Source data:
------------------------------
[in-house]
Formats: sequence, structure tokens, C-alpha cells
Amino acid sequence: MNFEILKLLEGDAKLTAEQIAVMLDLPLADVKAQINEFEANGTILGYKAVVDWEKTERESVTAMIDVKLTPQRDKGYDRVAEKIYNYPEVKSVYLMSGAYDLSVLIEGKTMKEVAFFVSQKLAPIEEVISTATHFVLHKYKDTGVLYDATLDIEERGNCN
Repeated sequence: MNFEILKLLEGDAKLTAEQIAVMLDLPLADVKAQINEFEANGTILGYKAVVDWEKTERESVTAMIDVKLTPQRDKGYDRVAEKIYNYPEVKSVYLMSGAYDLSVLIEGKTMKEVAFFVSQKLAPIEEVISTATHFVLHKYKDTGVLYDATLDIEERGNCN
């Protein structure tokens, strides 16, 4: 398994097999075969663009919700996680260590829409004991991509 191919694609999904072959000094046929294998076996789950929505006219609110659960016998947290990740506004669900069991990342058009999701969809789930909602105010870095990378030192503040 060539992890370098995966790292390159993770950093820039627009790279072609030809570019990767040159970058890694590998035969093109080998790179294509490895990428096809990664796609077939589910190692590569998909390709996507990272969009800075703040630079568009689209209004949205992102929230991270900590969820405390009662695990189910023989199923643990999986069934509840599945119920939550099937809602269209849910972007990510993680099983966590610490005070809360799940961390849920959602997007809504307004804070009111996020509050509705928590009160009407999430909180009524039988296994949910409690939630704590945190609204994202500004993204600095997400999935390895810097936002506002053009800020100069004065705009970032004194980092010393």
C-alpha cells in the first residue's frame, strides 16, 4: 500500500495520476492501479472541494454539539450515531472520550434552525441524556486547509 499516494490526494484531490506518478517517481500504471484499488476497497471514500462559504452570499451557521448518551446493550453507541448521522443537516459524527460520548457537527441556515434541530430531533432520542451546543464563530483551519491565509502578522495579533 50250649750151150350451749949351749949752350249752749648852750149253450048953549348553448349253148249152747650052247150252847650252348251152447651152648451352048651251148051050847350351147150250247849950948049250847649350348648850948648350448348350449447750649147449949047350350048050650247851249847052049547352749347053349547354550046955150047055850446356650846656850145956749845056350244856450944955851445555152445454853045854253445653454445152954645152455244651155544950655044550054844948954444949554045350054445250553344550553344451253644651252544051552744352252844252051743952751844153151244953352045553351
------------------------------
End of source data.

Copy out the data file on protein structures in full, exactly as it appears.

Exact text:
[in-house]
Formats: sequence, structure tokens, C-alpha cells
Amino acid sequence: MNFEILKLLEGDAKLTAEQIAVMLDLPLADVKAQINEFEANGTILGYKAVVDWEKTERESVTAMIDVKLTPQRDKGYDRVAEKIYNYPEVKSVYLMSGAYDLSVLIEGKTMKEVAFFVSQKLAPIEEVISTATHFVLHKYKDTGVLYDATLDIEERGNCN
Repeated sequence: MNFEILKLLEGDAKLTAEQIAVMLDLPLADVKAQINEFEANGTILGYKAVVDWEKTERESVTAMIDVKLTPQRDKGYDRVAEKIYNYPEVKSVYLMSGAYDLSVLIEGKTMKEVAFFVSQKLAPIEEVISTATHFVLHKYKDTGVLYDATLDIEERGNCN
């Protein structure tokens, strides 16, 4: 398994097999075969663009919700996680260590829409004991991509 191919694609999904072959000094046929294998076996789950929505006219609110659960016998947290990740506004669900069991990342058009999701969809789930909602105010870095990378030192503040 060539992890370098995966790292390159993770950093820039627009790279072609030809570019990767040159970058890694590998035969093109080998790179294509490895990428096809990664796609077939589910190692590569998909390709996507990272969009800075703040630079568009689209209004949205992102929230991270900590969820405390009662695990189910023989199923643990999986069934509840599945119920939550099937809602269209849910972007990510993680099983966590610490005070809360799940961390849920959602997007809504307004804070009111996020509050509705928590009160009407999430909180009524039988296994949910409690939630704590945190609204994202500004993204600095997400999935390895810097936002506002053009800020100069004065705009970032004194980092010393």
C-alpha cells in the first residue's frame, strides 16, 4: 500500500495520476492501479472541494454539539450515531472520550434552525441524556486547509 499516494490526494484531490506518478517517481500504471484499488476497497471514500462559504452570499451557521448518551446493550453507541448521522443537516459524527460520548457537527441556515434541530430531533432520542451546543464563530483551519491565509502578522495579533 50250649750151150350451749949351749949752350249752749648852750149253450048953549348553448349253148249152747650052247150252847650252348251152447651152648451352048651251148051050847350351147150250247849950948049250847649350348648850948648350448348350449447750649147449949047350350048050650247851249847052049547352749347053349547354550046955150047055850446356650846656850145956749845056350244856450944955851445555152445454853045854253445653454445152954645152455244651155544950655044550054844948954444949554045350054445250553344550553344451253644651252544051552744352252844252051743952751844153151244953352045553351